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Fetch Disabled

June 15, 1999

The story you are about to read is based on a true story. The dog’s name was changed to protect his dignity. You may draw your own conclusions as to the moral of this story and its applicability to “learning disabilities.”
Fido was no ordinary dog. For as long as anyone could remember, Fido had been “fetch disabled.” Fido had been tested by numerous experts and all agreed that Fido should be put on witalin so he could function on a daily basis. After taking this drug, Fido still could not fetch, but at least he would sit quietly at the end of his rope and not disturb his masters. Nevertheless, the resulting changes in Fido's “personality” were disturbing.
One day there came a stranger who saw that Fido was unable to fetch, but did not see this as a permanent condition. He knew the consequences of growing up with such a label in a dog-eat-dog world. He sought to pinpoint the problem and then devised a remedy. Fido’s attention span and visual tracking were adequate to follow a stick as it flew through the air. Fido’s fine motor skills were sufficiently developed that he could pick up a stick. His sequencing ability and short-term memory were such that he could return with the stick. But he could not be persuaded to release the stick. Fido could not stay on task and would resort to his own game of “keep away.”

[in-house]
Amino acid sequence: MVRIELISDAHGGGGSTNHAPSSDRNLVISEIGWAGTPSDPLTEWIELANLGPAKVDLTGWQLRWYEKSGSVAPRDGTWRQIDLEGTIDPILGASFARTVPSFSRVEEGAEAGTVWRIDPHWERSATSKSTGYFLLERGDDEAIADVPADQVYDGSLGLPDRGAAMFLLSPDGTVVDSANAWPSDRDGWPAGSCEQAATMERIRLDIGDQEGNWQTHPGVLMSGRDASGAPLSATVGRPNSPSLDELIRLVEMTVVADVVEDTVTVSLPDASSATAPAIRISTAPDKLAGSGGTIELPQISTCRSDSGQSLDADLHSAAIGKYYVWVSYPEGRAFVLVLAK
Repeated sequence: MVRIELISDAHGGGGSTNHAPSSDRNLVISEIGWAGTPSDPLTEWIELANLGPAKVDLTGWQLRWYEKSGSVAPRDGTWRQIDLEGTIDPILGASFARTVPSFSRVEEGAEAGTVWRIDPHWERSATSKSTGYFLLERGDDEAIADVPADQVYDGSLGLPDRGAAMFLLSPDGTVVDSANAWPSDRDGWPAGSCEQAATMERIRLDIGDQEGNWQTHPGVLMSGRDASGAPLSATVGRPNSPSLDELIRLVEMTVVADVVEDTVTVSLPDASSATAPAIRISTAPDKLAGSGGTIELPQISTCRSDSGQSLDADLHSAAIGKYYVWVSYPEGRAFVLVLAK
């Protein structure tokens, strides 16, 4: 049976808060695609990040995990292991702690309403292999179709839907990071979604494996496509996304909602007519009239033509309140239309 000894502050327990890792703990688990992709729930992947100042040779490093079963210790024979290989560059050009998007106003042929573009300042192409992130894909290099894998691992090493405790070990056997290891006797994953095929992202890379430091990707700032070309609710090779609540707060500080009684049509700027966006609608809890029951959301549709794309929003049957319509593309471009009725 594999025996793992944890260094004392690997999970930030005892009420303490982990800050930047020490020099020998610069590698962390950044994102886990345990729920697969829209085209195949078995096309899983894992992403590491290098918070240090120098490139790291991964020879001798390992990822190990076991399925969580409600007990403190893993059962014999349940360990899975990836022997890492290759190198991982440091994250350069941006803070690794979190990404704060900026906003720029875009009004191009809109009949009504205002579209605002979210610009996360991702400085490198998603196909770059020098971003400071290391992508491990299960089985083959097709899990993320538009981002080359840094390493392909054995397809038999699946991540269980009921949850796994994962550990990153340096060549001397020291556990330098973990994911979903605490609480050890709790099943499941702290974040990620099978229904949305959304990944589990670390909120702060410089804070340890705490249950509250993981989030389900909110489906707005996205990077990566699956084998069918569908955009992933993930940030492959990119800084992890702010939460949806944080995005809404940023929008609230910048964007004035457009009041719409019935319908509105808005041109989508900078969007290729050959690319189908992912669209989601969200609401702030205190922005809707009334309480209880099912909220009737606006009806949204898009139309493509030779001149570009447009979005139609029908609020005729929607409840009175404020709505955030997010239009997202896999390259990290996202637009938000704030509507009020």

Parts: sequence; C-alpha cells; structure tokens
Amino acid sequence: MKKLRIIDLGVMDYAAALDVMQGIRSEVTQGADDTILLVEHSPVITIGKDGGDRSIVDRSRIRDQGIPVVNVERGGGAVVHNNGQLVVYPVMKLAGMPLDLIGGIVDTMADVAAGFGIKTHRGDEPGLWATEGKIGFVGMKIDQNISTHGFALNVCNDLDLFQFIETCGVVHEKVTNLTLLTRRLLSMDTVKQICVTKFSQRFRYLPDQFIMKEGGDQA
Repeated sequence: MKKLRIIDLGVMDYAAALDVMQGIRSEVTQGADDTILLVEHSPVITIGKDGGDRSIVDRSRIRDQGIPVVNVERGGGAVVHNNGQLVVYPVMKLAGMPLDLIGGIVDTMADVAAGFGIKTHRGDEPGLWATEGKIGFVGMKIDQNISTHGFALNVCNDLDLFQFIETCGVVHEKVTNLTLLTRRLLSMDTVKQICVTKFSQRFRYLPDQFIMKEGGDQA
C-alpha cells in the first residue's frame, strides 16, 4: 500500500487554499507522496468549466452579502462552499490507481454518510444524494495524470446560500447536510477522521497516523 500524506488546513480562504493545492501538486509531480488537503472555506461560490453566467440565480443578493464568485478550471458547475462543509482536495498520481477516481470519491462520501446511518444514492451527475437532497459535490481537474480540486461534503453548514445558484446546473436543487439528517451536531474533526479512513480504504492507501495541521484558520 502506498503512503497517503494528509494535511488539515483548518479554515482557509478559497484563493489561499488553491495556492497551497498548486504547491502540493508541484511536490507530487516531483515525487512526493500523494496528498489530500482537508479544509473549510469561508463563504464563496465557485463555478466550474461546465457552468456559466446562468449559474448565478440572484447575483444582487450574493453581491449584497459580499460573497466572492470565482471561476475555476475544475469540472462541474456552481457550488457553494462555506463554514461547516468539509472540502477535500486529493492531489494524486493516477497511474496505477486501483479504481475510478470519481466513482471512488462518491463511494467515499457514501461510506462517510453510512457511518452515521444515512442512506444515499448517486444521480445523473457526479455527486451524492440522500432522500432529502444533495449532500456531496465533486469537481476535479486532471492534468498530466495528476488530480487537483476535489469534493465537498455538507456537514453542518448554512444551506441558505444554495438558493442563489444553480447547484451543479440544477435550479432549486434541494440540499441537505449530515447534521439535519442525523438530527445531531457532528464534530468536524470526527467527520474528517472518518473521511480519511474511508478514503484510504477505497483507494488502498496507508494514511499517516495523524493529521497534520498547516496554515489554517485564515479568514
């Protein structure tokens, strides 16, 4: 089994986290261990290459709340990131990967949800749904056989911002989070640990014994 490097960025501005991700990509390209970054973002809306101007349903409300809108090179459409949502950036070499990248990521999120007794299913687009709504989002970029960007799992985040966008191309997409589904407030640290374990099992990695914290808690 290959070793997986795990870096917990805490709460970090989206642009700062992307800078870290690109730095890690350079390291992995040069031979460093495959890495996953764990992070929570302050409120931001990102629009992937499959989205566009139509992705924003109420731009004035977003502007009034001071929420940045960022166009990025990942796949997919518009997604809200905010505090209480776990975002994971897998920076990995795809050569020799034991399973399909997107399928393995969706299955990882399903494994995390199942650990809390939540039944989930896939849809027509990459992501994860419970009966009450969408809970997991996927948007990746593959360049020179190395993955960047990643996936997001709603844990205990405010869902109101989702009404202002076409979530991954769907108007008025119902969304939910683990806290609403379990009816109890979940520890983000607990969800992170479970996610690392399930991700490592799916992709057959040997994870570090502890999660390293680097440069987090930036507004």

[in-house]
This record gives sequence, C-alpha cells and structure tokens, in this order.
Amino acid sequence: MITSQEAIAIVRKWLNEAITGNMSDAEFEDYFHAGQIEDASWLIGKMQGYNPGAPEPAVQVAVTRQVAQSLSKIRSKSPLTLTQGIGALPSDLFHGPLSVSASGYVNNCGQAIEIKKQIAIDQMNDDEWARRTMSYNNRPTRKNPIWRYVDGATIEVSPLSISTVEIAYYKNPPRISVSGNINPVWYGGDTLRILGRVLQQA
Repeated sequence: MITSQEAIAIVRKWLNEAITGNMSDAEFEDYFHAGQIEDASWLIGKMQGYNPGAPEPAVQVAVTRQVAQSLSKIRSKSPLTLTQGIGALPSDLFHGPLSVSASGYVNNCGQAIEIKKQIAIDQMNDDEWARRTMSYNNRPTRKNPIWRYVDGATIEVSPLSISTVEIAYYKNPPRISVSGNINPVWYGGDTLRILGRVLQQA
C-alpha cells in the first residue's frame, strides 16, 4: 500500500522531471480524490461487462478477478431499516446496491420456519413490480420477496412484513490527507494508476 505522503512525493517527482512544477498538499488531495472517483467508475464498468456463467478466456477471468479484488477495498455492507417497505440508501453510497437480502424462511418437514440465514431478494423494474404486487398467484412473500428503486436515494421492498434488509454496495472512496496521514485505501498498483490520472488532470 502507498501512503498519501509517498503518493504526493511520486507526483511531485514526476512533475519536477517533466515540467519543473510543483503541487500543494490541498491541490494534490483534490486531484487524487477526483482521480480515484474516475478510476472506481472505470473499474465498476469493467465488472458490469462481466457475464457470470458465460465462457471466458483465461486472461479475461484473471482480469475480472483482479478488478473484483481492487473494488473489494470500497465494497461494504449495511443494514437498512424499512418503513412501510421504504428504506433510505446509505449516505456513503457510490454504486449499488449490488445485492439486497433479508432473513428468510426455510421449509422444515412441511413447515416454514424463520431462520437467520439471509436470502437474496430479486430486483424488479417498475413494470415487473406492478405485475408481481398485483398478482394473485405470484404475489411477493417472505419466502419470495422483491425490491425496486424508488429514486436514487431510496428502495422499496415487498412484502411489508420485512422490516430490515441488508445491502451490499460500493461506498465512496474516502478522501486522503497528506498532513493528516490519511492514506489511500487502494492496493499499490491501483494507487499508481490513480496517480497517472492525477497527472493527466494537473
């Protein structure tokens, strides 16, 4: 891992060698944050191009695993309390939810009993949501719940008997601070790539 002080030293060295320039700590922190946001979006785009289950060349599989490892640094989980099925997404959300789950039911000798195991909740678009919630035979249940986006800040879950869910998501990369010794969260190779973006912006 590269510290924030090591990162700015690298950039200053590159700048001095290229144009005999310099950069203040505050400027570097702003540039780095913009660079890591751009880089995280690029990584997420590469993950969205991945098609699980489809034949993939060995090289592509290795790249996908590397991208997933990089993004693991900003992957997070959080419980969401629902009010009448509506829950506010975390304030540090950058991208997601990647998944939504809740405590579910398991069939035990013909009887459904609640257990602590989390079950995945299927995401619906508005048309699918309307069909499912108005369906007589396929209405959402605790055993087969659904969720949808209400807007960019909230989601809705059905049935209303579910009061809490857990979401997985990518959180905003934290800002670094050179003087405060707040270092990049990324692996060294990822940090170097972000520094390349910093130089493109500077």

The stranger used Fido’s natural inclination to chase a stick to overcome his deficiency. Just as Fido was returning with the first stick, the stranger threw a second stick. Fido’s attention was momentarily diverted long enough to drop the first stick. Five minutes of this training cured Fido, made him ineligible for pity or government funding, and forced him to remove the “fetch disabled” label from his resume.

By: Greg Stablein

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